VANCOUVER — Getting kids back to school is "essential," says British Columbia's top doctor as she and the education minister laid out plans for keeping students safe while COVID-19 infections surge.
Dr. Bonnie Henry said schools need to remain open for the emotional, physical and intellectual well-being of children.
"It is always a challenge when we have more illness in our communities, how that's going to affect schools, and we've been working very hard this week to make sure that we have contingency plans in place for when staff are ill, educators are ill, and for students," she said Friday.
Businesses will also need to redeploy their COVID-19 safety plans to help reduce crowding and protect workers and customers while keeping their operations running through the surge, Henry added.
The reopening of schools in B.C. was delayed until Monday to give public health officials a chance to assess the impact of the Omicron variant and allow educators to implement enhanced safety measures.
Henry acknowledged the anxiety of parents, especially if there are vulnerable family members at home.
However, she said students are safer in educational institutions than in some of the "unstructured settings that children are in outside of the school environment."
"And I just want to reassure you, we'll do our best to mitigate any of the challenges we have," she said.
B.C. recorded 3,144 new cases of COVID-19 on Friday, when 349 people were in hospital, 93 of them in intensive care.
Outbreaks are ongoing at 38 facilities, mostly in long-term care homes but also at five hospitals.
Nine more people have died from the illness, for a total of 2,439 deaths during the pandemic.
Education Minister Jennifer Whiteside said safety measures include virtual assemblies, visitor restrictions, staggered break times and access to three-layered masks as schools navigate this wave of COVID-19.
School attendance will be monitored, and an unusual dip will trigger a response from public health, which may include an investigation, the use of rapid tests or a temporary shift to how students learn, she said.
"To help with effective information sharing, parents are encouraged to report rapid test results to public health and to ensure they contact the school if their child is staying home because of illness," she said.
Teri Mooring, head of the BC Teachers' Federation, said she would like to see teachers prioritized for COVID-19 booster shots and N95 masks, which should be available for use in schools.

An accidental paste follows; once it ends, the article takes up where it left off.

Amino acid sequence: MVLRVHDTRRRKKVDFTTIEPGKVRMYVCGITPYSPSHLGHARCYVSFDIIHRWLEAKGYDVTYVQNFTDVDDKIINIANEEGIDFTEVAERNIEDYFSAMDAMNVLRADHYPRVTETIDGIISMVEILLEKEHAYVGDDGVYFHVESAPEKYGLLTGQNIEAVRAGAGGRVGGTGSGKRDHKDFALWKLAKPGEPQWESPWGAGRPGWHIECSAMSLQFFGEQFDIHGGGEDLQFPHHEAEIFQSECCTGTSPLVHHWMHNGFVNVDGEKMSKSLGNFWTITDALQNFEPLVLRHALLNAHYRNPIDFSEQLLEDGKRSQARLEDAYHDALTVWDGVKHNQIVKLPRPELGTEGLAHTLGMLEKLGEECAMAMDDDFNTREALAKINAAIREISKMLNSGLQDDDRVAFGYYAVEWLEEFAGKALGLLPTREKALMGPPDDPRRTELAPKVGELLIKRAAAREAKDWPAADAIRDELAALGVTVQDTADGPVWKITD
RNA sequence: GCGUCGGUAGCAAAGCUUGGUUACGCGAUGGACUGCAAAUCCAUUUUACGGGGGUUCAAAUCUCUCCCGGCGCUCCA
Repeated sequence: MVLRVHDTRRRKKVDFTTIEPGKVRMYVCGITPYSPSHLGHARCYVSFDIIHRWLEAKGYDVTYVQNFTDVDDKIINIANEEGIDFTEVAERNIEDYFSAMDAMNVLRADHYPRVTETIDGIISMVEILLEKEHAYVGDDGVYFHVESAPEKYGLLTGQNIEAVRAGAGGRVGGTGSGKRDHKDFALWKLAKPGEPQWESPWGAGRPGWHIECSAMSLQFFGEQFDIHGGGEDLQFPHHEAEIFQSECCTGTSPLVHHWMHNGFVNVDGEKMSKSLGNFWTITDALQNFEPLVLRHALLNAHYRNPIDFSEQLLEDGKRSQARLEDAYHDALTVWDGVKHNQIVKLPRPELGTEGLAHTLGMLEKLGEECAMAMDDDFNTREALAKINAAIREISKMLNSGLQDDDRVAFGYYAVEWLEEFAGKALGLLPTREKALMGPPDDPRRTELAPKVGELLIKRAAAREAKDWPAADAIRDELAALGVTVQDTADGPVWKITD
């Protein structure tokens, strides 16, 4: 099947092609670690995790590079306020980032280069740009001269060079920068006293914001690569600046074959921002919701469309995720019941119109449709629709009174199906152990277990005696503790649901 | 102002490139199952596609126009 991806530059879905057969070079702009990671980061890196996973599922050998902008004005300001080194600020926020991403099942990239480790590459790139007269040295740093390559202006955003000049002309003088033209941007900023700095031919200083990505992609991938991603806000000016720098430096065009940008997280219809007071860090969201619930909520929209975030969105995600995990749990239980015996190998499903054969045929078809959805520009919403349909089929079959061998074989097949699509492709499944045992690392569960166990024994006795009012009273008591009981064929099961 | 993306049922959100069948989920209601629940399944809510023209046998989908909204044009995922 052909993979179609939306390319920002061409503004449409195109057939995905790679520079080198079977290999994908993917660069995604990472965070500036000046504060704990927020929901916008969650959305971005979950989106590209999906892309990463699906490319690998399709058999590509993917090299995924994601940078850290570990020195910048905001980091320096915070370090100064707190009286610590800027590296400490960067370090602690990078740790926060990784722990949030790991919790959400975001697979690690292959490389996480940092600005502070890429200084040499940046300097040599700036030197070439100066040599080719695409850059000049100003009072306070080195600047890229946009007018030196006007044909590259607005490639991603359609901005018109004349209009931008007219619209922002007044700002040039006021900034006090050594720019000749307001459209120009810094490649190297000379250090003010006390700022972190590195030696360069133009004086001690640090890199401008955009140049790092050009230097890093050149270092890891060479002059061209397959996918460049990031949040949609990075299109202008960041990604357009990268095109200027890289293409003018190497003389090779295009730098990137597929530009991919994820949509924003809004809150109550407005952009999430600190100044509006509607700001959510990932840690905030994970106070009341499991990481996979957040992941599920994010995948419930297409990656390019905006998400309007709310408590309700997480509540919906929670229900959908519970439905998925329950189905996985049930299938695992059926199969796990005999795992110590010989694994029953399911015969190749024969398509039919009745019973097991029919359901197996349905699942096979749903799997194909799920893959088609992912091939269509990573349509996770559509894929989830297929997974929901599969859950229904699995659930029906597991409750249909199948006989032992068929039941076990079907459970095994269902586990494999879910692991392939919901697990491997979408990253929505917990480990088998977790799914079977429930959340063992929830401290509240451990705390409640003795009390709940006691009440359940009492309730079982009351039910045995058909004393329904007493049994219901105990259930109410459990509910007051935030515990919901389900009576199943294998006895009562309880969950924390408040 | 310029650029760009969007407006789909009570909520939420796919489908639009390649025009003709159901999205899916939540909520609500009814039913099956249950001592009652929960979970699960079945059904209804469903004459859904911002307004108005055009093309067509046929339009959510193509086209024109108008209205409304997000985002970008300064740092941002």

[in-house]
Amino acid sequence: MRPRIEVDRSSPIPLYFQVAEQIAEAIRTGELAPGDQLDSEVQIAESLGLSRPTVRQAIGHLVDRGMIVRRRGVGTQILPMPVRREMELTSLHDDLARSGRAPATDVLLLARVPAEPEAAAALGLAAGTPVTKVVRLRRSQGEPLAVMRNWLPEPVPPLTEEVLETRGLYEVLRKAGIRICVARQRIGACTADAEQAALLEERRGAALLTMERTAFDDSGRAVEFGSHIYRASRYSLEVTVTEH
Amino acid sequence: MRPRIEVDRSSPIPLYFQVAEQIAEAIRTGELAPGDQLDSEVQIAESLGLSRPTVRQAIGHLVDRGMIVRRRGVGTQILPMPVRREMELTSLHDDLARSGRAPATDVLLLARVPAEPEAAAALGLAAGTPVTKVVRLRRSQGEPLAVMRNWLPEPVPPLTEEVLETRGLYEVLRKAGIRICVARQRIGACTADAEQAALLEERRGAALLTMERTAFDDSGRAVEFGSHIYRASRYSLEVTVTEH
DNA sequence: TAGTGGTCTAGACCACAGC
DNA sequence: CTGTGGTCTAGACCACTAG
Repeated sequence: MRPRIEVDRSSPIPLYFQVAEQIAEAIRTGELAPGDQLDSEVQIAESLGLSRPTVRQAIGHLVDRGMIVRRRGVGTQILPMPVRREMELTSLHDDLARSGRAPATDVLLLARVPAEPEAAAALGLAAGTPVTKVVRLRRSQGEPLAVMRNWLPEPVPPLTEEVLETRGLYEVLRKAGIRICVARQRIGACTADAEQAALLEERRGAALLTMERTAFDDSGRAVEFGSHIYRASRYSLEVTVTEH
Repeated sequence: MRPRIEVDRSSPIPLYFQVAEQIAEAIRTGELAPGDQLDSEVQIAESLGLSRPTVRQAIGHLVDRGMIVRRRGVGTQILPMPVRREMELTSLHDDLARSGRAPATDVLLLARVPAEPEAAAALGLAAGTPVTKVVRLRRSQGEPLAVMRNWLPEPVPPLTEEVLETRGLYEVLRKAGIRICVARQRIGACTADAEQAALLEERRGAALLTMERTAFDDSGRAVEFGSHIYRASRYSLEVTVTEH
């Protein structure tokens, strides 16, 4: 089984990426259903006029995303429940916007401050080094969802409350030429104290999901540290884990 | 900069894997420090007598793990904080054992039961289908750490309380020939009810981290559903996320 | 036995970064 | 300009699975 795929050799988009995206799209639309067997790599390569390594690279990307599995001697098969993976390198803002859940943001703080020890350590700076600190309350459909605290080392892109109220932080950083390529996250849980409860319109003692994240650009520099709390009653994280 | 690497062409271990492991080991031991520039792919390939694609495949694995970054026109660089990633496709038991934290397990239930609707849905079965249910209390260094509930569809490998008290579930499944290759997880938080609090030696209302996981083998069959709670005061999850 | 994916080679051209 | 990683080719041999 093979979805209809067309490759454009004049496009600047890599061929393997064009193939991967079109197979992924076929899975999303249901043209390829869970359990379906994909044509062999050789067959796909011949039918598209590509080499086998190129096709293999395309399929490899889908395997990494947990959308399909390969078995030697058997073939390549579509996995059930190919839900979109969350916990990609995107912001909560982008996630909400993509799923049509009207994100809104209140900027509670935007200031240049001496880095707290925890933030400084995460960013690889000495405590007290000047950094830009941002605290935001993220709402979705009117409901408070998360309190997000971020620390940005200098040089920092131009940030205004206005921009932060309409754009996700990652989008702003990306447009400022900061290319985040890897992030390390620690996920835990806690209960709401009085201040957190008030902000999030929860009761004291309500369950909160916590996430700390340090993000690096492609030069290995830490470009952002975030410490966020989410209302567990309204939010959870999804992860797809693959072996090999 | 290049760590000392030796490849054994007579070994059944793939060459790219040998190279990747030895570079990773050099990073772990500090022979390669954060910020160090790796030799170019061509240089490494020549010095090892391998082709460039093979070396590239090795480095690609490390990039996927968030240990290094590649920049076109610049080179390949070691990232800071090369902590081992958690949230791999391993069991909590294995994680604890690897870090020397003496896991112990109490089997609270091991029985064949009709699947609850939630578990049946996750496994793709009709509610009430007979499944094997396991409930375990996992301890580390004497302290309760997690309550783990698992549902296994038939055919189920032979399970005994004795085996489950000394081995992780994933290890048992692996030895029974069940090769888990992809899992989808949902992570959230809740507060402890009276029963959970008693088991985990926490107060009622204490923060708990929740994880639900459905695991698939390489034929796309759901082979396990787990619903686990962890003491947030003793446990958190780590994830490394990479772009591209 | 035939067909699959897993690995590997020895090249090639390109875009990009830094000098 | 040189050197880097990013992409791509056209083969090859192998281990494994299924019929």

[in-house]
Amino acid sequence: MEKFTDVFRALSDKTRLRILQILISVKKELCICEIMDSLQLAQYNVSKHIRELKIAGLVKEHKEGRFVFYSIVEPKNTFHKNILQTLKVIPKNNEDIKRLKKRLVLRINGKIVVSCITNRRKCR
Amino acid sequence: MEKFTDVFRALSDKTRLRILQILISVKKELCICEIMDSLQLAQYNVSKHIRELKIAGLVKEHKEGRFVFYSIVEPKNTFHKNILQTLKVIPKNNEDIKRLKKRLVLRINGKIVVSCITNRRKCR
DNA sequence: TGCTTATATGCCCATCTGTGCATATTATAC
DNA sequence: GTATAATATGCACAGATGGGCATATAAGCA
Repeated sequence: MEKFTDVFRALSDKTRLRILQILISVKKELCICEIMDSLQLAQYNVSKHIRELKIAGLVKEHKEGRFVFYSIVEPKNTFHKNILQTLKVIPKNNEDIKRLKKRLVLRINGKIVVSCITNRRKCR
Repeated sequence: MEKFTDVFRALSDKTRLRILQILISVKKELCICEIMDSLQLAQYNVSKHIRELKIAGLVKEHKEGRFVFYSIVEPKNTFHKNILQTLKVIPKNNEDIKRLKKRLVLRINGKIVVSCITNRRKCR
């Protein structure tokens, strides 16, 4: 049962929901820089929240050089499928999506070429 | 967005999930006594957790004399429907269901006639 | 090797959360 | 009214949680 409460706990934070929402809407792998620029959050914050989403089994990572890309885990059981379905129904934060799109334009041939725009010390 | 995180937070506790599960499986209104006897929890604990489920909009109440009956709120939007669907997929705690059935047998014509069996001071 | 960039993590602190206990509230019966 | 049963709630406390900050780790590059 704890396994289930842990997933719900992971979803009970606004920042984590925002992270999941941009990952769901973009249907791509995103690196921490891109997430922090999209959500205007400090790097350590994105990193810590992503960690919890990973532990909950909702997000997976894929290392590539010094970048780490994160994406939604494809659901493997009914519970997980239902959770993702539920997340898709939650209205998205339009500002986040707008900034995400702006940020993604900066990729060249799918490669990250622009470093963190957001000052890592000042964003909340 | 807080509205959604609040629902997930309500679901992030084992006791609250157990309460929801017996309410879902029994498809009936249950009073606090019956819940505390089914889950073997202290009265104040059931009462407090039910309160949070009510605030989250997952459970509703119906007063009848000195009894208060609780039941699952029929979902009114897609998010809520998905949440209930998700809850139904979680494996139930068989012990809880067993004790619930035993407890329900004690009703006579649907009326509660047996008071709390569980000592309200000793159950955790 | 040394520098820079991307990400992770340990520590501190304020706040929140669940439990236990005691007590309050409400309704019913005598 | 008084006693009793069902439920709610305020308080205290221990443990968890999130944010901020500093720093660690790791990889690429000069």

Enhanced masking, using HEPA filters and ensuring teachers have their third shots will support schools to stay open, she said.
"For the length of time students and teachers are in school, we think N95s are appropriate."
Health Minister Adrian Dix said the province will distribute rapid tests to schools next week. B.C. has about 1.1 million rapid tests, half of which are not suitable for personal use without help from a health-care worker, while the rest are spoken for, he said.
The province is expecting a total of about 11 million rapid tests from the federal government to arrive this month.
Henry said PCR testing is the most accurate, but B.C. has reached its capacity limit for testing.
When rapid tests arrive next week, they'll be used for teachers and school staff who have symptoms in an effort to stop outbreaks, she said.
"They're used as a red light to help us understand if they’re positive, that somebody has COVID or that COVID is in an area or a community. They are not being used as a green light to allow people to socialize as we've seen them being used in other places."
It is sometimes a challenge to adapt to new issues as they arise, but educators and staff are excited to welcome children back into schools, Henry said.
"We've also seen the remarkable resilience and adaptability of our school communities and I know that's what is going to help us get through what will undoubtedly be some rocky times in the next few weeks."
This report by The Canadian Press was first published Jan. 7, 2022.
Hina Alam, The Canadian Press